by Clay Kallam
The biggest prize in women’s basketball is an Olympic Gold medal, not a WNBA title, so the league will simply pause for a few when its star players go medal-hunting this summer in London. Of course, some of the top foreign players won’t even join their WNBA teams until after the Olympics because of national team commitments, so what the league looks like when the season starts in the summer is not really what it will look like when the Playoffs come in the fall.
Aside from that scheduling quirk, it’s fair to say that the caliber of play in the league has never been higher, and if the last time you watched a game was 2007, you definitely want to look again.
1. Chicago Sky: Veterans Swin Cash and Ticha Penicheiro give the Sky a new look…and much-needed championship experience. There’s still a vacancy at power forward, but 6-5 pivot Sylvia Fowles erases a lot of the team’s other weaknesses.
2. Atlanta Dream: Like many other teams, the Dream will be missing a key piece until after the Olympics (in this case, center Erika de Souza), but uber-talented Angel McCoughtry and point guard Lindsey Harding will keep defending conference champ Atlanta in the hunt.
3. Indiana Fever: The window of opportunity is rapidly closing for the Fever, as their stars are on the wrong side of 30. Still, Tamika Catchings and Katie Douglas are elite players when healthy, and if Briann January and/or Erin Phillips
can make it work at the point, Indiana could push past Atlanta.
4. New York Liberty: The team’s inexplicable pick of
Kelley Cain in the WNBA draft notwithstanding, the Liberty have a solid roster, anchored by the still-improving Kia Vaughn in the post. When Cappie Pondexter plays like only she can, New York is tough to beat.
5. Connecticut Sun: Mike Thibault has a reputation as a good coach, and he’ll need to
be that and more in order for this undermanned team to advance this year. He has three very good players (all from UConn, by the way) in Tina Charles, Asjha Jones and Renee Montgomery. After that, though, there isn’t enough on the roster to compete.
6. Washington Mystics: There isn’t too much to say about the worst-run franchise in the WNBA. Crystal Langhorne is the real deal at power forward, and Monique Currie is a nice small forward, but the real excitement will be battling Tulsa for the most ping-pong balls in the ’13 lottery.
1. Minnesota Lynx: The defending Champs have everyone back, plus the No. 3 overall pick in the 2012 draft in Devereaux Peters, but really, the Lynx don’t need any help. Seimone Augustus, Maya Moore (at left), Rebekkah Brunson and the ageless Taj McWilliams-Franklin are more than enough to repeat.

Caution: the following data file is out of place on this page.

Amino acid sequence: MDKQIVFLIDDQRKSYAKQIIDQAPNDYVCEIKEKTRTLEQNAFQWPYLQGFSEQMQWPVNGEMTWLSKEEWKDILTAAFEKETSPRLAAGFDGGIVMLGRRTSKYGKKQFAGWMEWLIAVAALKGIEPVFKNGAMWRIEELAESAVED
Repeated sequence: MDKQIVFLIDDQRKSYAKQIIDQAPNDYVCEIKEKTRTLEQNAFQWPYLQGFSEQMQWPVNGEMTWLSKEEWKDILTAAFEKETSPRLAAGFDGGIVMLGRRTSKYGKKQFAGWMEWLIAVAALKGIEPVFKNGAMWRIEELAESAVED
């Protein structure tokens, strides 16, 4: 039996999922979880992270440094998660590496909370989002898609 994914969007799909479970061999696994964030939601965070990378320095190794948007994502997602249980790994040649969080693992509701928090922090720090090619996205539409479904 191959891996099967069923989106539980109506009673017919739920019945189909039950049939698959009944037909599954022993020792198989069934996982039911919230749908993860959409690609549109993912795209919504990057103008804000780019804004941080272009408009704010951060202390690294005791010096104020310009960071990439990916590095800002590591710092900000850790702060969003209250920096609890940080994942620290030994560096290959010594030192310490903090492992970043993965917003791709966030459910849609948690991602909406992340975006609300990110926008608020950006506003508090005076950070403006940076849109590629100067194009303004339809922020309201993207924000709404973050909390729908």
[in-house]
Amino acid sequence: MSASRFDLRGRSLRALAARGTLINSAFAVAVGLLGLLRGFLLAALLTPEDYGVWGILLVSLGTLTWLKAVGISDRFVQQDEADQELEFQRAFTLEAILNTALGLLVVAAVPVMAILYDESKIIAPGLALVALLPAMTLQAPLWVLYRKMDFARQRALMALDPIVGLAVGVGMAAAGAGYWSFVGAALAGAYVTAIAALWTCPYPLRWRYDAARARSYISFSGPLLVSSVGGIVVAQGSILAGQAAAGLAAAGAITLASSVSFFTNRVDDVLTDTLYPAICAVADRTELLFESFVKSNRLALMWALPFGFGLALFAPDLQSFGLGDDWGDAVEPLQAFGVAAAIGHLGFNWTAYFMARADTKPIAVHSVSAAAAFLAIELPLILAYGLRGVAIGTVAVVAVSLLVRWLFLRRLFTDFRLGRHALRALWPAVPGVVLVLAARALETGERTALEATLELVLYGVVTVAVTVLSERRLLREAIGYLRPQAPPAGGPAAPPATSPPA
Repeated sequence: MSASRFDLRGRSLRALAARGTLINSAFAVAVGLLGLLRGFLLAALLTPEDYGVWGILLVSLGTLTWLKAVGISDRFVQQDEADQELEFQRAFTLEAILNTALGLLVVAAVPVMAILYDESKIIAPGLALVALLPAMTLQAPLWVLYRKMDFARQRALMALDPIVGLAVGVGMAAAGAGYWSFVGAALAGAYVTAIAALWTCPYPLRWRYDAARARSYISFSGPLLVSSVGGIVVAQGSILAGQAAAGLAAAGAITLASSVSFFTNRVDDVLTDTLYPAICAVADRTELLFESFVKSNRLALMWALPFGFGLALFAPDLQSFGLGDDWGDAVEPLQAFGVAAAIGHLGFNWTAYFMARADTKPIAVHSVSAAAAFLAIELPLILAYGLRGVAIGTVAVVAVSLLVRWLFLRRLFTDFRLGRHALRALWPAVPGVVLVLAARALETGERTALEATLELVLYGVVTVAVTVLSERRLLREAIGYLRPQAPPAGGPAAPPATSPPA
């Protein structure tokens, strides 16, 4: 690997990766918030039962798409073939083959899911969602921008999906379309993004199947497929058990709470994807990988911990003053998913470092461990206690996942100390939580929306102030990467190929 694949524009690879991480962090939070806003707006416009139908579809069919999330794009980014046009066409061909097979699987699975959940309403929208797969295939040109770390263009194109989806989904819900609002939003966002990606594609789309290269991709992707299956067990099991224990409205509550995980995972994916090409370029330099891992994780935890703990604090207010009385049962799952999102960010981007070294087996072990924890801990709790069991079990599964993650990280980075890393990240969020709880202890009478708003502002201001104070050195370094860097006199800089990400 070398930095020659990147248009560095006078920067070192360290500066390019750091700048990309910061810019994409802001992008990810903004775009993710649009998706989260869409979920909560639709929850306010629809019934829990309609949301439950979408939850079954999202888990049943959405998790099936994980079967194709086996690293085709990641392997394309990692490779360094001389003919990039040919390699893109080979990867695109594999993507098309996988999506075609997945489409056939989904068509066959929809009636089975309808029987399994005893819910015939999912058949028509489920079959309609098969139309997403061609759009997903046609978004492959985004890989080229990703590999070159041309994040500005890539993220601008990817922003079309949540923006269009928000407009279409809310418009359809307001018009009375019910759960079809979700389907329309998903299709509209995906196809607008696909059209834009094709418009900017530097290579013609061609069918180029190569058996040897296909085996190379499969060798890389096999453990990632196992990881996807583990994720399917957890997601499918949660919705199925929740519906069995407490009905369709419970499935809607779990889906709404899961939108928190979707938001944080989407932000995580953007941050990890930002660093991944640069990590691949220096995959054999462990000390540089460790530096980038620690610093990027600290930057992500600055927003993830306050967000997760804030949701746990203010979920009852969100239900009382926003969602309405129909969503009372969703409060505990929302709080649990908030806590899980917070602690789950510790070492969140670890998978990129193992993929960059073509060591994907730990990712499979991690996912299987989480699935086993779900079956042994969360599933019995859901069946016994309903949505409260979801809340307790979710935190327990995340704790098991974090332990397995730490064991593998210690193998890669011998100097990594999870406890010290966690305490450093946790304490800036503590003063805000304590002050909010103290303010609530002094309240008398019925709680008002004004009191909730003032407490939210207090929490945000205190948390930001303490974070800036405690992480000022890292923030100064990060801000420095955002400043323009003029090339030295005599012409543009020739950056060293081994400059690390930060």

2. Seattle Storm: Lauren Jackson is not in the mix until after she suits up for Australia in the Olympics, but the addition of Belgian center Ann Wauters—back in the league after a two-year hiatus—will help offset that loss. And of course Sue Bird is still running the show, so Seattle won’t drop off too much.
3. Los Angeles Sparks: Though the addition of top overall pick Nneka Ogwumike will certainly help, healthy seasons from Candace Parker and Alana Beard could be enough to push Seattle and Minnesota. Of course, L.A. also needs to find a point guard, and unless untested Sharnee Zoll is the answer, all that other talent might not matter.
4. San Antonio Silver Stars: The Silver Stars got a gift when Shenise Johnson dropped to No. 5 in the draft, and she’ll be an excellent backup for veteran Becky Hammon at the 2. Shameka Christon also returns to the league, so San Antonio’s biggest question is whether Tangela Smith and Jayne Appel can handle things at the 5.
5. Phoenix Mercury: When Penny Taylor tore her ACL this spring while playing in Turkey, the Mercury quickly dropped into next draft’s Brittney Griner sweepstakes. Candice Dupree, Diana Taurasi and rookie Sammy Prahalis will put on a show, but wins will be hard to come by.
6. Tulsa Shock: With coach Nolan Richardson gone, there’s hope in Oklahoma. Things should be better for the Shock this summer, but that’s not saying much: Tiffany Jackson and Co. won only three times last year.
Lynx over Sky in 4 games
Besides the Olympics, injuries will play a pivotal role in the season’s outcome, but the young and talented Minnesota team have all the pieces in place to repeat. Their likely opponent in the finals will be the Chicago Sky and the steadily progressing Fowles. At day’s end, Minnesota just has too much firepower, so expect the Lynx to make it two in a row.
For in-depth coverage of the WNBA season, and all women’s basketball from Clay and the team at Full Court Press, visit www.fullcourt.com.